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Malcolm Smith has a loaded schedule, which is why he wakes up at 4 a.m. to get his day started.

With dreams of becoming a professional baseball player, he hits the weight room first thing in the morning. Afterward, he studies some before he heads out to school at Dorsey, where he serves as the student body vice president.

In the fall semester, he includes cross country practice during his daily work out, and after that, he helps coach the school’s autistic soccer team. Smith does all of this while he prepares himself for college, with Southern University, Grambling State University, Lincoln University, and Bethune-Cookman University at the top of his list of prospective schools.

Smith started playing baseball as a child in the Tee-Ball division of the Baldwin Hills Little League. He quickly found out that if he was going to be good, he would have to work for it.

“I wasn’t the superstar kid, so I always had to work for mine,” he said. “It was a struggle at first. But I have a hard work ethic. I wasn’t born with it, but I was always trying to get better.”

As a senior, Smith believes that he has finally arrived.

“At this moment right now, I think I’ve found it,” he said. “I guess it came to me late.”

Smith is a power and line-drive hitter, and out in the field he plays center, where he excels at tracking the ball with his quickness. He has lofty goals, but at the same time he is not a flashy player.

“I would like to be like Mike Trout, but right now, I’d say that I’m an athletic Evan Gattis,” he said. “I like that guy, because he’s raw. He’s a big dude, and I want to get big like that. He’s a power hitter. And I like the no batting gloves. A lot of guys wear them for style. I don’t have too much style. I’d say that I play the game simple.”

Smith stands at six-feet tall, and he is a pretty thick kid. As a power hitter, putting on muscle is important, which is why he hits the weight room for 90-minute workouts four times a week, which he splits between upper body, lower body and core. His father, who was a successful high school wrestler in Chicago, gives him a lot of tips.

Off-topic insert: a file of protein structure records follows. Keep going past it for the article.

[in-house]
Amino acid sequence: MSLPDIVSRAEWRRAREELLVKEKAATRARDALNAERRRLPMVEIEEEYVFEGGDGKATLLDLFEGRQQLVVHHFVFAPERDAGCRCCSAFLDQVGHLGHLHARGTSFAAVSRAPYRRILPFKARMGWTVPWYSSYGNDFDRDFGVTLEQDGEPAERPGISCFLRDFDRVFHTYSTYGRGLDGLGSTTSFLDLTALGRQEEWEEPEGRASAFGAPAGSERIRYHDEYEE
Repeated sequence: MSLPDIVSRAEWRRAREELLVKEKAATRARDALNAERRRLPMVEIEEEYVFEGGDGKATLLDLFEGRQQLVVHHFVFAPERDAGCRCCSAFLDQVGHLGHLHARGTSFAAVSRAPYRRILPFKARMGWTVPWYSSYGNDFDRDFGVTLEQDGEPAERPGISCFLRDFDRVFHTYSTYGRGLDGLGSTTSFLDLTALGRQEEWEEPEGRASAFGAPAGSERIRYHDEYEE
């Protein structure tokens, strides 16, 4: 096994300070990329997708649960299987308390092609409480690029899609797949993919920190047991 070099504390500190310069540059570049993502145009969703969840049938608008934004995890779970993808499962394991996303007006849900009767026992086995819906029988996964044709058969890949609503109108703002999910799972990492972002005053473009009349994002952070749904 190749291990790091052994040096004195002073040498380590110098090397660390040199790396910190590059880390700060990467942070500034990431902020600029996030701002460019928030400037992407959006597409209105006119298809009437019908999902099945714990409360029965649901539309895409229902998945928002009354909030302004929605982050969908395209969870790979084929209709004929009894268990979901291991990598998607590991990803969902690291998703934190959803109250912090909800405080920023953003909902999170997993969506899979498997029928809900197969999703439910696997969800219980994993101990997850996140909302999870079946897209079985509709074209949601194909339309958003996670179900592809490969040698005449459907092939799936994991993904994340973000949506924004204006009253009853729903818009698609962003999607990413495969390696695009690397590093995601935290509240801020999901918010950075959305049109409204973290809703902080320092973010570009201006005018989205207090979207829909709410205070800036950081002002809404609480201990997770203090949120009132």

Academically, Smith’s favorite subject is English, since he likes writing and reads a lot of non-fiction. He also likes to read financial literacy books, and he is currently reading “The New Jim Crow.”

He wants to major in business administration, with a concentration in real estate.

“When I get older, I want to be financially free,” Smith said.

While at school, Smith keeps good company, since one of his baseball teammates is president of the student body, and another is the treasurer. He jokingly admits that the baseball team is running the student body to some degree.

The three baseball players ran for student government together, with the help of the players they coach on the soccer team. Smith is a very humble young man, who enjoys his interaction with the students who are affected by autism.

“It’s just a disability,” he said. “They didn’t choose it. They were born with it. They are people just like you and me.”

Smith is teaching them how to play soccer, and his social interaction with the players is of great importance, said coaches connected with the team.

Like any successful student-athlete, time management is the key, said Smith who concedes he has a lot to balance. But the college-bound senior has a simple way of getting everything done.

“I minimize my distractions. If it doesn’t pertain to baseball or school, I usually don’t do it. I don’t get out that much. While other people party, I’m working out or studying.”

Smith has a work ethic that is typically seen in most successful people, and said he developed that at home.

“I think it comes from my mom,” he said. “I’d say my dad too, but my mom works really hard. She works long hours. I have a brother and sister in college, so she has to help them out too. After work, she’ll still be tired, but she’ll still go to the gym to stay healthy. I really admire that.”

Smith also makes it a priority to attend church, and worships at the Catholic Chapel of St. Vibiana.

“Sometimes I’m struggling with sports or school, and I ask for guidance,” which he said “. . . clears my mind. It helps me make the right decisions. I don’t do any crazy stuff. I believe in God, so I don’t want to get in trouble.”

Smith has a lot on his plate, but with his work ethic and drive to succeed, he is confident he will be able to achieve his goals.